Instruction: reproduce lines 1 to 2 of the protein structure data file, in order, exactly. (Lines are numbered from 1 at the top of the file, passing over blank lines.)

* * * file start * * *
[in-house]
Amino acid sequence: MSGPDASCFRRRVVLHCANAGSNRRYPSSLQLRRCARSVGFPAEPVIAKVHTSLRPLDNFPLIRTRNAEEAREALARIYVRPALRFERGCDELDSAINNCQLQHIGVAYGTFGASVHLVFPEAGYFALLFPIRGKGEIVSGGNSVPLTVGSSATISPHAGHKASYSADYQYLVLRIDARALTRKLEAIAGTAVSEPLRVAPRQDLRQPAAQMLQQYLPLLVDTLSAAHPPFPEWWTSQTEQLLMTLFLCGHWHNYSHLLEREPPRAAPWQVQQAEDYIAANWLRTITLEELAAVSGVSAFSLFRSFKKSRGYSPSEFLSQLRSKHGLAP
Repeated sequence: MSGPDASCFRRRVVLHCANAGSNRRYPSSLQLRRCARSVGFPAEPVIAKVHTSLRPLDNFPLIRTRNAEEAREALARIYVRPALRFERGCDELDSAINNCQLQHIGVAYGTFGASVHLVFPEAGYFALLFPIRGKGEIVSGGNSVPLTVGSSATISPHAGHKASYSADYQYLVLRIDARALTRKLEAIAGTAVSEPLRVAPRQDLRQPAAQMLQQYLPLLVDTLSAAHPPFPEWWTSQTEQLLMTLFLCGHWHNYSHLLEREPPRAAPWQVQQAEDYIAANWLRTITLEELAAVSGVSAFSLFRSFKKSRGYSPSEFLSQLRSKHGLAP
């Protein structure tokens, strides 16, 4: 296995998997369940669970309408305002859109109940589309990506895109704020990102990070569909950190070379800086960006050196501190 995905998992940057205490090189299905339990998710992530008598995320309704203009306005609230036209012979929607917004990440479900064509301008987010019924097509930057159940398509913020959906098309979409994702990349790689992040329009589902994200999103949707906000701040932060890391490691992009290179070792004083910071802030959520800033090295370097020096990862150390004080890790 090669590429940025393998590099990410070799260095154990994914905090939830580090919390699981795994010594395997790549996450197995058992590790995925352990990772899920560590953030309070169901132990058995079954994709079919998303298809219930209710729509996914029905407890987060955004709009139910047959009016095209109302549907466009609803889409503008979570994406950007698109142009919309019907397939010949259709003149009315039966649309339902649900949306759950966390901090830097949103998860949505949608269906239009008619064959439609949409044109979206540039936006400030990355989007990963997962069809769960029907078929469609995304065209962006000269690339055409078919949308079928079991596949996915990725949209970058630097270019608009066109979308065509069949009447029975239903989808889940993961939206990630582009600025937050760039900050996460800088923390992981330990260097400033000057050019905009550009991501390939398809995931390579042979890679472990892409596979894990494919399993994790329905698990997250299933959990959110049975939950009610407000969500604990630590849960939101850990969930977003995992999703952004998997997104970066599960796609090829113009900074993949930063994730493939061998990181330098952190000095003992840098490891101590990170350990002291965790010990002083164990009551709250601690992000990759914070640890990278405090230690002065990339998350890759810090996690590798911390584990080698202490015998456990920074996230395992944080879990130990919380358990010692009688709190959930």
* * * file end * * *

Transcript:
[in-house]
Amino acid sequence: MSGPDASCFRRRVVLHCANAGSNRRYPSSLQLRRCARSVGFPAEPVIAKVHTSLRPLDNFPLIRTRNAEEAREALARIYVRPALRFERGCDELDSAINNCQLQHIGVAYGTFGASVHLVFPEAGYFALLFPIRGKGEIVSGGNSVPLTVGSSATISPHAGHKASYSADYQYLVLRIDARALTRKLEAIAGTAVSEPLRVAPRQDLRQPAAQMLQQYLPLLVDTLSAAHPPFPEWWTSQTEQLLMTLFLCGHWHNYSHLLEREPPRAAPWQVQQAEDYIAANWLRTITLEELAAVSGVSAFSLFRSFKKSRGYSPSEFLSQLRSKHGLAP